Why Should My Student Take World Literature?
Students often take four years of English classes in high school. An introductory course to literary analysis, American literature, and British literature can be found in most schools across the country. World Literature is often underrepresented, however, and it is more important than ever! Here’s why you don’t want to miss this course as you plan your student’s high school years:
World Literature Gives Us Context for Other Studies:
- World literature brings studies in history, geography, and foreign language to life. Stories are memorable because they take us into specific characters’ lives and their experiences in time, allowing us to live through them. World Literature helps students become familiar with the locations, history, and culture of places they study but may not have personal experience with. We can explore ancient Greece with The Odyssey, visit a WWII concentration camp with The Diary of Anne Frank, or discover life in rural China through Pearl Buck’s The Good Earth. Such works cause the places we study to come to life. World literature allows students to “live” through all of these places and pick up countless cultural and historical details as they get swept away in the plot.
- The popular idiom “America is a melting pot” portrays how diverse the United States is; we are a nation made up of people from many other nations. Our country is relatively young, and because of that, our history is closely tied to many other places in the world. World Literature helps us get to know our own histories better, as well as those of our neighbors.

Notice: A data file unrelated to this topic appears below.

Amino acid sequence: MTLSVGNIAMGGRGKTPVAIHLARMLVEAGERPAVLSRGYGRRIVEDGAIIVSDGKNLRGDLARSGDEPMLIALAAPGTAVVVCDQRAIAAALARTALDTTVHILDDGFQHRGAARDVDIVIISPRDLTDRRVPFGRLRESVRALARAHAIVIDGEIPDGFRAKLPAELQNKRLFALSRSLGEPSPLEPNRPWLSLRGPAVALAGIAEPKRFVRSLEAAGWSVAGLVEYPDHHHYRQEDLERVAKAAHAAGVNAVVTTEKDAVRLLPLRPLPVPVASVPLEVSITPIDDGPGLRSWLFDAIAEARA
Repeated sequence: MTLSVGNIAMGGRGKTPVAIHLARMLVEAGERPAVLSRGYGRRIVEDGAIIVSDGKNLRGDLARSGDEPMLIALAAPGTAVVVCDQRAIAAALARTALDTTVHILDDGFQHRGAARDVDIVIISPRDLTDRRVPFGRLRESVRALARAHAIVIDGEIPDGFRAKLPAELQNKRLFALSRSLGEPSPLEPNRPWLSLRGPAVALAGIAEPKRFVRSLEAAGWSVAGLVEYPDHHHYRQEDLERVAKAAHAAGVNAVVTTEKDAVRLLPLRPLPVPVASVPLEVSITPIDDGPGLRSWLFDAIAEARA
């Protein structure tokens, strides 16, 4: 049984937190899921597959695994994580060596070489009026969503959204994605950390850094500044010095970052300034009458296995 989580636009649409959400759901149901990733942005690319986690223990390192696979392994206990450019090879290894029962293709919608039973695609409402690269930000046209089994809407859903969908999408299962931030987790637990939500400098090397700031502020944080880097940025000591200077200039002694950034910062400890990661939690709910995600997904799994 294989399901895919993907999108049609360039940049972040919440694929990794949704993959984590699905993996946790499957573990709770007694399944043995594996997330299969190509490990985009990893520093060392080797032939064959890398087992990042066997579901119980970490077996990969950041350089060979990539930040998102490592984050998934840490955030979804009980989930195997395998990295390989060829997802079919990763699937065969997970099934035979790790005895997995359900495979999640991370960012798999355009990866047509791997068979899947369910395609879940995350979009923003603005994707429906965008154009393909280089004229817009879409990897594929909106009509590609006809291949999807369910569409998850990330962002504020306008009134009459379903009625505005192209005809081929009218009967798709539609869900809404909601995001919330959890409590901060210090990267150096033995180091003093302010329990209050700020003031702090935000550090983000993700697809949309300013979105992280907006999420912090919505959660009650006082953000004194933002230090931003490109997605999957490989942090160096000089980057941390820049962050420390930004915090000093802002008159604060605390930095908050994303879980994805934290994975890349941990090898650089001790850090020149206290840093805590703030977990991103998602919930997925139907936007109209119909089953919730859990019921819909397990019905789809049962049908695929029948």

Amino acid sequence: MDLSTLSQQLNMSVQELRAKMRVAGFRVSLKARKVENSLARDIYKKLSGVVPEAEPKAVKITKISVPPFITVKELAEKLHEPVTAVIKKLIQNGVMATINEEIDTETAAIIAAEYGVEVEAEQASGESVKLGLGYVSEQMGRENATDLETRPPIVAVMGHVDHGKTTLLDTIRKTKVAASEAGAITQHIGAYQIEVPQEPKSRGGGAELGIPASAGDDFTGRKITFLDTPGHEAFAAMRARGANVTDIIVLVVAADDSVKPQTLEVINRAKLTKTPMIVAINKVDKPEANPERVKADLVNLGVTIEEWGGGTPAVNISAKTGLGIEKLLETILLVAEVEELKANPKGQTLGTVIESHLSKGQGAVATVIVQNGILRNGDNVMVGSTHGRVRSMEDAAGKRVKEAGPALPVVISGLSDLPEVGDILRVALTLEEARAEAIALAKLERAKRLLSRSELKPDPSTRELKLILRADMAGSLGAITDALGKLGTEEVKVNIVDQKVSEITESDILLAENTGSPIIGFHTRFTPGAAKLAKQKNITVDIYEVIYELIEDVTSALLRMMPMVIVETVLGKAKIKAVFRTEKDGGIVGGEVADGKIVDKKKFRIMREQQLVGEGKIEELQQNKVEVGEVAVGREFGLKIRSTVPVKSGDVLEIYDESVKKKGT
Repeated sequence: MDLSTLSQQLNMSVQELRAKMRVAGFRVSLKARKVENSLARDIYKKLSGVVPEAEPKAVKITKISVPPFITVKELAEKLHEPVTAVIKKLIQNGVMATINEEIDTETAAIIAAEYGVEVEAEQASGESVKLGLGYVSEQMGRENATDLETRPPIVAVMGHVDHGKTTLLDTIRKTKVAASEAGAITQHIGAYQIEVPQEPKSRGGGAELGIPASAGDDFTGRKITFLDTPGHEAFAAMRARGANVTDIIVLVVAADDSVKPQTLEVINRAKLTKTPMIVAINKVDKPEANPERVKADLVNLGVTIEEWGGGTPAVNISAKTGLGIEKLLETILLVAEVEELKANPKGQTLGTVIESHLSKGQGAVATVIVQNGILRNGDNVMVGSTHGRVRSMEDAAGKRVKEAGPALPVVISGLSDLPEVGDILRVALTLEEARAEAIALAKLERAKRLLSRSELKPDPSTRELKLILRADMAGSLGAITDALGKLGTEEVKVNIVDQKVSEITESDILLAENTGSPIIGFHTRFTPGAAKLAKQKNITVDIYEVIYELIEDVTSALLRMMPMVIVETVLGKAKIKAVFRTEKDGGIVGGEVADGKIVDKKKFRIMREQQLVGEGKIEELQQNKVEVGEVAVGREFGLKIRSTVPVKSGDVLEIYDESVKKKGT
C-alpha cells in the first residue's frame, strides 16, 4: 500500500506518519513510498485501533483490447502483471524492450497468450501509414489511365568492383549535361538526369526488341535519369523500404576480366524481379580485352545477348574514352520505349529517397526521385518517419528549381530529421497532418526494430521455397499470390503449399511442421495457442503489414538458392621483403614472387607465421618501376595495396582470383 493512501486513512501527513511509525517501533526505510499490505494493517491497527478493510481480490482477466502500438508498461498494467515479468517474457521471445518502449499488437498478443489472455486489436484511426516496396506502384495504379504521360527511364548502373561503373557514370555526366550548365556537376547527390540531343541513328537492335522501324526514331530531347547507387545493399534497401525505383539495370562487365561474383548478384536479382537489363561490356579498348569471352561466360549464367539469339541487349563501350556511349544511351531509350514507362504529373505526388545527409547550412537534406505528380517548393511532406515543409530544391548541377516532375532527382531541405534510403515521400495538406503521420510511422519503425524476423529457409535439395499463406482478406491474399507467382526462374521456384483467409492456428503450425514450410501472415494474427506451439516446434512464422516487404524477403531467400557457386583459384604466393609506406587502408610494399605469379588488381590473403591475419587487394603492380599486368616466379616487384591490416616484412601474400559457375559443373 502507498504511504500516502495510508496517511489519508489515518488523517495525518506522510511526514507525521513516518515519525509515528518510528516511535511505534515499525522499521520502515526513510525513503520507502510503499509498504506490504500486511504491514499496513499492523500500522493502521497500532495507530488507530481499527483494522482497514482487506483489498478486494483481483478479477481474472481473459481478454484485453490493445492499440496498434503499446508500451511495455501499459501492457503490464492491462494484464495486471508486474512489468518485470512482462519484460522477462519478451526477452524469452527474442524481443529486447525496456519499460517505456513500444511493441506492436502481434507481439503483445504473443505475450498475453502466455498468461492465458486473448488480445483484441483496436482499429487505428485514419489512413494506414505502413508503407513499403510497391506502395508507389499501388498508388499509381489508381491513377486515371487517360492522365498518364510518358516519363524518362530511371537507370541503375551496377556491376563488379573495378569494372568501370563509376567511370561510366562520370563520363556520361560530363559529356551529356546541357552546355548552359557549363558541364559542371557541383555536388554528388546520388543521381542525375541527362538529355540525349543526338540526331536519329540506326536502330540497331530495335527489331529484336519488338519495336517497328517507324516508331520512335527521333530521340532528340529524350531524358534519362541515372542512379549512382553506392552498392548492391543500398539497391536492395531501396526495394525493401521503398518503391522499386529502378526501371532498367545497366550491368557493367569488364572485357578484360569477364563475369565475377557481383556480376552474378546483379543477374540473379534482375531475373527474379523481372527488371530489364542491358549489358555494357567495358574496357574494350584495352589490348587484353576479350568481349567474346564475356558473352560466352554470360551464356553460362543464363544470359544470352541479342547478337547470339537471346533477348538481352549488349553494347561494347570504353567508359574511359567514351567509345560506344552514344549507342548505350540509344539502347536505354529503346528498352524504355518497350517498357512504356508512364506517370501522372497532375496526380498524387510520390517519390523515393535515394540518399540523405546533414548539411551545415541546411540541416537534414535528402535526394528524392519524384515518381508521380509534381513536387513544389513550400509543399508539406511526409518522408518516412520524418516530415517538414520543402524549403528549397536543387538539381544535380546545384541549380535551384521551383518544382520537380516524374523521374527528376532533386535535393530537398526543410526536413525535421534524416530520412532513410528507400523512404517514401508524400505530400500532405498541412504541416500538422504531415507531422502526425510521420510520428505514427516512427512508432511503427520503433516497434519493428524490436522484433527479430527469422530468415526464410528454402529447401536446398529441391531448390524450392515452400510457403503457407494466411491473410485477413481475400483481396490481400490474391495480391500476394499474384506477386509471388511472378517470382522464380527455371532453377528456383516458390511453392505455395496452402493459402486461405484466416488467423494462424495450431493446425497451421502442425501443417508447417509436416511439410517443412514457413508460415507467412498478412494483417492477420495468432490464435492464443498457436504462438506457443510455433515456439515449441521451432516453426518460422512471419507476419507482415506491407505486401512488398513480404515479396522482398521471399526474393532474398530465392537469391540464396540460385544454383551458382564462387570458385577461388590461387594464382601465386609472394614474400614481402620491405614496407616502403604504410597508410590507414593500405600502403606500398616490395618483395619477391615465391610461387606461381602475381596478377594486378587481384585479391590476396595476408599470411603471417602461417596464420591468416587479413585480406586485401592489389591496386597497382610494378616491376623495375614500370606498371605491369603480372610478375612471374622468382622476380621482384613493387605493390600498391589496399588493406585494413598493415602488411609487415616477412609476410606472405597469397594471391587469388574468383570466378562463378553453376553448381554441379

Modern Applications of World Literature:
- It’s no secret we live in a more diverse world than ever before. In this digital age where it’s easy to be unkind behind a screen or to curate our media and newsfeeds to support our particular biases and preferences, stories can help develop compassion and empathy outside of our relational spheres.
- By growing in our understanding of other worldviews, cultures, and histories through World Literature, we learn to think deeply about our own. We can grow in wisdom when we see the complex challenges, motivations, and stories of those different from us. For instance, opportunities for learning are almost endless when we examine such works as Sun Tzu’s The Art of War, Machevilli’s The Prince, or Shakespeare’s Julius Caesar. Looking at militia strategies, political and governmental values, and the power of media and collective opinion are just some of the things these works address that have countless relevant and critical applications today. World Literature gives us examples, both positive and negative, that help us understand current challenges and potential solutions.
World literature is critical to understanding our neighbor, to growing in compassion and wisdom, and to thinking critically about our world today. As we find ourselves in an increasingly globalized society, we must have knowledge that includes nations, cultures, and worldviews beyond our own borders. World literature can bring these topics to life in a memorable way through story.
Jenny Cutler graduated in 2005 with a B.A. in Education, and in 2012 with a Master’s Degree in Multicultural Education, both from Eastern University. Jenny taught in both private and public schools until she had her first child and decided to stay home with him. She ran a tutoring business during her first few years as a stay at home parent but found teaching online to be an ideal fit for her, and she made the switch in 2014. Besides teaching online, Jenny serves as the children’s ministry director at her church and is a volunteer teacher at the local homeschool co-op her children attend.